Tag Archives: philip

The Father

His feet hurt.
It had been a long day and a long evening too.
Philip touched the doorframe briefly, sighed, and bent to untie his sandals.
“Father! You’re back at last!”
Miraim’s head appeared in the inner doorway, then disappeared before she returned carrying a large vase of water.
“Here,” she said. “Wash.”
Philip smiled at his busy daughter, so like her mother and a welcome reminder of home, of their real life.
“And how was your supper after we women left you to your gossiping?” She asked, hands on hips.
Philip carefully dried his toes, one by one, on the rag she had brought him.
“Odd,” he said, at last.
“You know my master is often cryptic,” he began.  Miriam bent her head quickly so that he would not see her expression and Philip laughed out loud.
“You are a good girl, Miriam, but you do not hide your feelings well! Still, my lord seemed … strange tonight.”
“Extra strange?”
“Sorry, Father. How ‘strange’?”
Philip sat, weaving the drying rag around first one hand then the other, considering his answer.
“Sometimes, I think, he is being deliberately difficult. Like, tonight. You know he is always going on about ‘the father’: “In my father’s house”, “doing my father’s work”? We all know he’s not talking about poor old Joseph. So I asked him, right at the table, if he will show us this father. “
Philip put down the rag at looked at his daughter.
“And he gave me that look. You know the one a lamb gives you when you’re sharpening the knife? I hate it when he does the look.”
“He said nothing?”
“Oh he did. He gave me the ‘look’ and then he said, ‘If you have seen me, you have seen the father.’ See? Cryptic. Which leaves me no better off in terms of knowledge and looking like a fool in front of my brothers.  They, of course, all sit around nodding as if they have understood perfectly well.”
“Simon Peter?” Miriam guessed.
“Oh, Simon Peter!” Philip waved the cup at his daughter. “He always understands – except we all know perfectly well that he doesn’t. Didn’t stop him going on and on tonight about how devoted he is to the master. I think the wine went to his head, because he must have said it three or four times. And then he and James and John get invited to go to the garden and pray with him while questioning-old-Philip goes…here!”
Philip scowled around at the bare rented room that held nothing of value to him. Except of course that it did:  his most treasured possession, who was now looking at him with tears in her beautiful eyes. Philip wished he still had on his sandals so that he could kick himself and make it really hurt. Always, he told himself, always the wrong thing is lurking in your mouth, waiting for the perfectly wrong moment to leap out and shame you again.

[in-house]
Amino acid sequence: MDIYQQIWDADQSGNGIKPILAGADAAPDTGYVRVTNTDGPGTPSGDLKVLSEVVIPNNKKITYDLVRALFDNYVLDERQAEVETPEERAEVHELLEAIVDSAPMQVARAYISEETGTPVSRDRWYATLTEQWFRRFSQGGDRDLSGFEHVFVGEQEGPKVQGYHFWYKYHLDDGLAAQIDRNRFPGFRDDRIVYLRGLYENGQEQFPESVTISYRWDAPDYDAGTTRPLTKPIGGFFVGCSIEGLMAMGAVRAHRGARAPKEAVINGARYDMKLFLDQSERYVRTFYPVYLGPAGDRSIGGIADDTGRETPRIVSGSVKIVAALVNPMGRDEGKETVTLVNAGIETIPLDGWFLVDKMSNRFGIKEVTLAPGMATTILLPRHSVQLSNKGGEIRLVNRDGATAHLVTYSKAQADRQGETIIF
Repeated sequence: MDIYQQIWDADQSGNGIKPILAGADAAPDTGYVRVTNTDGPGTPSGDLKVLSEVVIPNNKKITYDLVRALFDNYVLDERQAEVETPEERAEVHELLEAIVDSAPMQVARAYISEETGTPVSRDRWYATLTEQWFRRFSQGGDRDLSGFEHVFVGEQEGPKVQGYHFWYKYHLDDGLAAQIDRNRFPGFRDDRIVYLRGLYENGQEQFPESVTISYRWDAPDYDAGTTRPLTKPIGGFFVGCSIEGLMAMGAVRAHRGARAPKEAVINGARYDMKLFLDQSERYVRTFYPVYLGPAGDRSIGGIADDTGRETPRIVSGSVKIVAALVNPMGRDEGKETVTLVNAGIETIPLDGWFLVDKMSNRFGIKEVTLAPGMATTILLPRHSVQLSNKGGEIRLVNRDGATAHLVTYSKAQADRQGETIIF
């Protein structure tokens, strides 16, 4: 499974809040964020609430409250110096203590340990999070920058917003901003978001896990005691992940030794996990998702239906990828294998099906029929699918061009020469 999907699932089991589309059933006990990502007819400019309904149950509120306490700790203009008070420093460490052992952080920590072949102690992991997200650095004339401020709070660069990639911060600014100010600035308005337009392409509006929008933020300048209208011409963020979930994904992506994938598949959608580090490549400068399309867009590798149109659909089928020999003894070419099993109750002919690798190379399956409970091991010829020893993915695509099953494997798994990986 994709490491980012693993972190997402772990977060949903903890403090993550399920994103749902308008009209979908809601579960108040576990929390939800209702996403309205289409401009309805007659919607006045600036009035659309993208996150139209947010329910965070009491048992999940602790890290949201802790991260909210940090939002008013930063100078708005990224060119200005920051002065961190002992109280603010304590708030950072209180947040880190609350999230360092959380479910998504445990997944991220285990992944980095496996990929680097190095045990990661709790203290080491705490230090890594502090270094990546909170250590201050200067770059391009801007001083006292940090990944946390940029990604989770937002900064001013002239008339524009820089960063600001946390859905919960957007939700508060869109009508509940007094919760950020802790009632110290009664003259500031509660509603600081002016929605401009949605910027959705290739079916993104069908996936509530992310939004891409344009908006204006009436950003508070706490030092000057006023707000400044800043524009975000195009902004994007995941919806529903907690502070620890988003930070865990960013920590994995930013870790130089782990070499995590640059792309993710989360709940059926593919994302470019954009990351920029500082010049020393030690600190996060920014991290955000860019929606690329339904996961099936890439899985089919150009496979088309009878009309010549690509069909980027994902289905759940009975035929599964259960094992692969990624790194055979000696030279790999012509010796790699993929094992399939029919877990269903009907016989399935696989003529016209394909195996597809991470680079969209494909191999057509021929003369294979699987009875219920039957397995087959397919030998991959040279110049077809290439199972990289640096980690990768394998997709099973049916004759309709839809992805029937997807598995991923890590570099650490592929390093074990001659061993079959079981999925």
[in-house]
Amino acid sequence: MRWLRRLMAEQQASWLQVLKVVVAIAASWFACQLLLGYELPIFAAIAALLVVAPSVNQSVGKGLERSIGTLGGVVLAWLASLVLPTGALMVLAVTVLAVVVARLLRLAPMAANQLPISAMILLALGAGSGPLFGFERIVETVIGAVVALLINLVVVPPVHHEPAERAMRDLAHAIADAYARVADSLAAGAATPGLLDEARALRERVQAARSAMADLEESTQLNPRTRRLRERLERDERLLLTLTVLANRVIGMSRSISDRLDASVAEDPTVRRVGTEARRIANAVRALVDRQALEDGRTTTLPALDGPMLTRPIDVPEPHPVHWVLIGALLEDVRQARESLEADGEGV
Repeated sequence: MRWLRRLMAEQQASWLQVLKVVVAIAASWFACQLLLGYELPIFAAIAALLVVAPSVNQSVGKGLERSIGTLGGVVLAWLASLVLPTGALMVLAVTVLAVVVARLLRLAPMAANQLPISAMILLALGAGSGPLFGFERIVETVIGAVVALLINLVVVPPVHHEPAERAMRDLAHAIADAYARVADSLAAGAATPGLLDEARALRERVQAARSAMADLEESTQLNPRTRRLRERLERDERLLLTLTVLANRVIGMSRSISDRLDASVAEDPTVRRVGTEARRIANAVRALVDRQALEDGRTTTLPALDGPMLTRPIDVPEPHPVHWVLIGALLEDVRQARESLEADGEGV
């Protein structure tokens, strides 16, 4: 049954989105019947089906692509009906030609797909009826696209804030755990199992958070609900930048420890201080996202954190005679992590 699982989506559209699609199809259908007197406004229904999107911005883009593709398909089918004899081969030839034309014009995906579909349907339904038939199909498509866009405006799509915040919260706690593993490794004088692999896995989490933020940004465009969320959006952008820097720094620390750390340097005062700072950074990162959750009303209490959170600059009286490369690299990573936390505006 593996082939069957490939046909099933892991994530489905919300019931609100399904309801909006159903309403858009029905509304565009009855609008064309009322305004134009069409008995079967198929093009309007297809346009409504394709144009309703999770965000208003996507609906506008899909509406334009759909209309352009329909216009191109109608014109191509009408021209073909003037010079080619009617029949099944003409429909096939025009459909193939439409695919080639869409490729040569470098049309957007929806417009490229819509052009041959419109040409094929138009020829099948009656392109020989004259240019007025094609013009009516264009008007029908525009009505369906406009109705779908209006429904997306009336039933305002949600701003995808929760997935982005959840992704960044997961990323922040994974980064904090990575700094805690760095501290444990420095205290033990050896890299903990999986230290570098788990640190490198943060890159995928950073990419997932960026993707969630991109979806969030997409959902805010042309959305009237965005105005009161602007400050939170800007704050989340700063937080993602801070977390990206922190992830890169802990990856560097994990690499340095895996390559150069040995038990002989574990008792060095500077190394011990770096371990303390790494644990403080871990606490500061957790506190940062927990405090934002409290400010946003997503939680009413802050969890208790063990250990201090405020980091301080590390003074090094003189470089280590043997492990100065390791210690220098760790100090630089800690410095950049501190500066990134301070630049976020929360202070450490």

With an effort, he brightened his face and his tone and continued.
“…Here! With my lovely daughter, the light of my life, and so why am I complaining?”
He reached over and pinched her cheek. Anointed by a forgiving smile, Philip sat back again and felt his heart swell with pride. At least he had done some things right in his life, he thought.
“The lord wasn’t very angry with you, was he?” Miriam asked.
“Oh no. Anyway, he was thinking of other things, I think.  Still, it was odd…”
Miriam, to prove she had forgiven her father, teased him,
“You said that, old man. Did you forget?”
He gave her a mock-stern frown then continued.
“More odd. At one point he started talking about eating flesh and drinking blood.”
“No!” Miriam gasped, her mouth frozen on the last sound it had made.
“He did.” Philip said. “I thought maybe he’d been out in the desert too long, but his eyes…they were not the eyes of a madman.”
He shook his head and added softly,
“This time it was like he had something really important to share and he actually wanted us to understand it, only the words – the world – couldn’t hold what he was trying to say.”
From the window the night-sounds of the waning festival slipped into the silence between father and daughter.
Philip stood and drained his cup.
“Thank you, my good and beautiful daughter, for looking after an old man. This visit to the city has lasted too long. I hope that soon something will change and that we may leave this place.”
Miriam stood too.
“Amen!” She prayed, as she began tidying and preparing for sleep.
A clattering at the door made her shriek and drop the cup she had taken fromPhilip. He eyes sought out her father’s and she saw fear there, too. The hammering at the door continued.
“Philip!” A voice cried from the night outside. “Philip! Are you in there? Open up! Let me in! Something has happened. A terrible thing has happened!”